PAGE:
Walnut hospital four poster bed, from Hotel Dieu, Beaune, France, 15th to 17th centuries
Hôtel-Dieu translates as ‘hostel of god’. It is an old name given to the main hospitals in a number of French towns and cities. This particular bed comes from the famous Hôtel-Dieu in Beaune, France. The hospital was founded by Nicolas Rolin (Chancellor to Duke Philip the Good of Burgundy) and his wife Guigone de Salins in 1443. This was soon after the Hundred Years War and many people were destitute and the country was unsafe at this time.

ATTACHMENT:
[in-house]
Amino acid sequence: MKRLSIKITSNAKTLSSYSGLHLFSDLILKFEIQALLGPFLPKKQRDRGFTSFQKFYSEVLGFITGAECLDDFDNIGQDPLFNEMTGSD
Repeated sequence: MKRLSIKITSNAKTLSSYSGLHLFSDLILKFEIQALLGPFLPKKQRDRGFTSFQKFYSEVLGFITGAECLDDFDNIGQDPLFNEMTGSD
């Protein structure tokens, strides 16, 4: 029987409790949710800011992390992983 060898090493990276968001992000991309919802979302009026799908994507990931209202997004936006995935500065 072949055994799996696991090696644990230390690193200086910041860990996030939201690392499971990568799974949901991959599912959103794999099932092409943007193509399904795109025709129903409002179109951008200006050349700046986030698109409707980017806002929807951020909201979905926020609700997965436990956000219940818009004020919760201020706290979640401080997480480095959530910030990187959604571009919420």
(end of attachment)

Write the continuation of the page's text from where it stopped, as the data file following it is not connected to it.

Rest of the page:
The hospital was open to the poor and needy who were accommodated in curtained beds in the ‘poor hall’. Two or more people often shared a bed. They were arranged down the sides of the room and each was curtained off to allow for some privacy and warmth. The building of the former Hôtel-Dieu is now the museum of the Hospices Civils de Beaune.